Parts specialist uses 3D printer to replicate components

Online spare parts specialist has announced that it is to start a 3D printing service for farmers struggling to source obsolete components.

The nifty process, which can be used to make all sorts of three-dimensional products from model cars to (controversially) working guns, has been developing apace over the past five years.

It involves modelling the required part on a computer using CAD software. Worn-out components can also be scanned using a specialist 3D scanner before being transformed into the real thing with an industrial 3D printer.

These blueprints can then be saved to reproduce the same part later.

3-D printer producing a part

Smaller plastic parts can be reproduced relatively cheaply

That means farmers will no longer need to rely on the original manufacturer or sometimes-unreliable spare parts markets to keep their machines running.

See also: How to patch up farm pickups with second-hand spare parts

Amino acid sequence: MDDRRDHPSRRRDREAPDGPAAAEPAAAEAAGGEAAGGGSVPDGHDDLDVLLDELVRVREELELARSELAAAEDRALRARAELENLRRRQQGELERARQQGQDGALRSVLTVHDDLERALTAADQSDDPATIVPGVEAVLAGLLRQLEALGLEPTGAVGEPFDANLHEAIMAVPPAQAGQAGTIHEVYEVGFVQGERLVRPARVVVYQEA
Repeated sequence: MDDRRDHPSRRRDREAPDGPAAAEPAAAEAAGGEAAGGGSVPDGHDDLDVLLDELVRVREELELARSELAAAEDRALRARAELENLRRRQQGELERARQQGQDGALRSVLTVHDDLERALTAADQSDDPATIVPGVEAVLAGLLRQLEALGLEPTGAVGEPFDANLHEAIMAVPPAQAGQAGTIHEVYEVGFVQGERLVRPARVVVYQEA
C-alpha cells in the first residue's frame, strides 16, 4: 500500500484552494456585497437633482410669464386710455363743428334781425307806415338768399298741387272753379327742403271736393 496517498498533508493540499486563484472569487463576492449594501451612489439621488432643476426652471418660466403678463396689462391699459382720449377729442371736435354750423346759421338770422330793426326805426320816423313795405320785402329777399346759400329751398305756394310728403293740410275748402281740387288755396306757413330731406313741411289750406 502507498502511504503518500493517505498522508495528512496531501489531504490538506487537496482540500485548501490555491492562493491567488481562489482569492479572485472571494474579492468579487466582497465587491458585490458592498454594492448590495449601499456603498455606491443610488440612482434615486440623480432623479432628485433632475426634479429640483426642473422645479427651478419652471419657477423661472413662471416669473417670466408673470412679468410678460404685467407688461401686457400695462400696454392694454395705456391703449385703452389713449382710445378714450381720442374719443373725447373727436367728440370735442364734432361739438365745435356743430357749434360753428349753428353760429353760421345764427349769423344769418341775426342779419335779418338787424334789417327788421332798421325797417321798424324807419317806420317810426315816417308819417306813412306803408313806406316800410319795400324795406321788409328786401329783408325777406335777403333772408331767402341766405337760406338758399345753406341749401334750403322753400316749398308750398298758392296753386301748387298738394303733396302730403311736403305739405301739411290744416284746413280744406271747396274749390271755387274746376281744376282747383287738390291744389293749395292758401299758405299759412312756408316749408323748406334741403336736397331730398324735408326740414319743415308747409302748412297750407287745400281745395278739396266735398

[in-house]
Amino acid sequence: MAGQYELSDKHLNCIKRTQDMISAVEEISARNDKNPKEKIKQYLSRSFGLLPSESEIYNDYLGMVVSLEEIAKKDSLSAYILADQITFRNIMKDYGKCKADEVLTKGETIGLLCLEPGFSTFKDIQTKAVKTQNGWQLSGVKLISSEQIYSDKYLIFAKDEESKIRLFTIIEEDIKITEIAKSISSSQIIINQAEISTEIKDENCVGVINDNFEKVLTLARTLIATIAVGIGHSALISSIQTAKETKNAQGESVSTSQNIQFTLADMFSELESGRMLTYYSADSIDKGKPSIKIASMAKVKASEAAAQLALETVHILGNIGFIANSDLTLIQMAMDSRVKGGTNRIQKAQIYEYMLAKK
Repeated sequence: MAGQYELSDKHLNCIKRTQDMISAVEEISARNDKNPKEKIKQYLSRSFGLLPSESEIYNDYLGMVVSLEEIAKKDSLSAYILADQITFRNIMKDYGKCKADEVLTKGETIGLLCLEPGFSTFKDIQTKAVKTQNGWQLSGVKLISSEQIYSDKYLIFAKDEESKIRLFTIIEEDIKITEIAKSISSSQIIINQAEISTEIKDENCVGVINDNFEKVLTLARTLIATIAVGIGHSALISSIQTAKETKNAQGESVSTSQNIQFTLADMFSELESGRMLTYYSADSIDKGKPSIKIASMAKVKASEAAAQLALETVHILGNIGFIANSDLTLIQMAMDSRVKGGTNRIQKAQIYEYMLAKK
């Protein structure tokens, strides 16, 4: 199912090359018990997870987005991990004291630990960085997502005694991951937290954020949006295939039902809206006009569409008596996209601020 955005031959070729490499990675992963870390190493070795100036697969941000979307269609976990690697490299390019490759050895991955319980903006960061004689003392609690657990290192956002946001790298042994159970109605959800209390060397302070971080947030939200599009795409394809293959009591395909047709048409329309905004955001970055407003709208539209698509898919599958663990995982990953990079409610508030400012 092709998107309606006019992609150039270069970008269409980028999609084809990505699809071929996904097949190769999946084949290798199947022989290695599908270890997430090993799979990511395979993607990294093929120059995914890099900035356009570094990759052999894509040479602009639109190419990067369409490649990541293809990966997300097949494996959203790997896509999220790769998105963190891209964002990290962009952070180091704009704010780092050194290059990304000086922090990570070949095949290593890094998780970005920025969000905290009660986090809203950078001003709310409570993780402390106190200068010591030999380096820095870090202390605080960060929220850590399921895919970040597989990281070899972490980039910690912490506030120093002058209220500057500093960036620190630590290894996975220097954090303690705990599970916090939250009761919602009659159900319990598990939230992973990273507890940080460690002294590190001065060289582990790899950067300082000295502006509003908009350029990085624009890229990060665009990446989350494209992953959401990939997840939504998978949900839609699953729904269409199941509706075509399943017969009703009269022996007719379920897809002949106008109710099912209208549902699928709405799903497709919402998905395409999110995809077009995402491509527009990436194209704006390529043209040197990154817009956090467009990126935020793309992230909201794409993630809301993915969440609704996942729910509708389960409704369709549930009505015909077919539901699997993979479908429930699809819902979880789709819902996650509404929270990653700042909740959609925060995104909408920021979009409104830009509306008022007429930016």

Depending on the material, the 3D printed parts can be used as permanent replacements or as guides for machining the actual replacement, the company says.

Prices depend heavily on complexity and material – small plastic pieces tend to be inexpensive, whereas larger, more complex parts made from metal cost quite a lot more.

However, if the alternatives are to endlessly search online for spares, buy a second machine to cannibalise or replace the machine altogether, then the cost won’t seem too excessive, says the company’s David Smith.

That said, there are limitations – for example, parts that require two types of metal remain quite difficult to reproduce.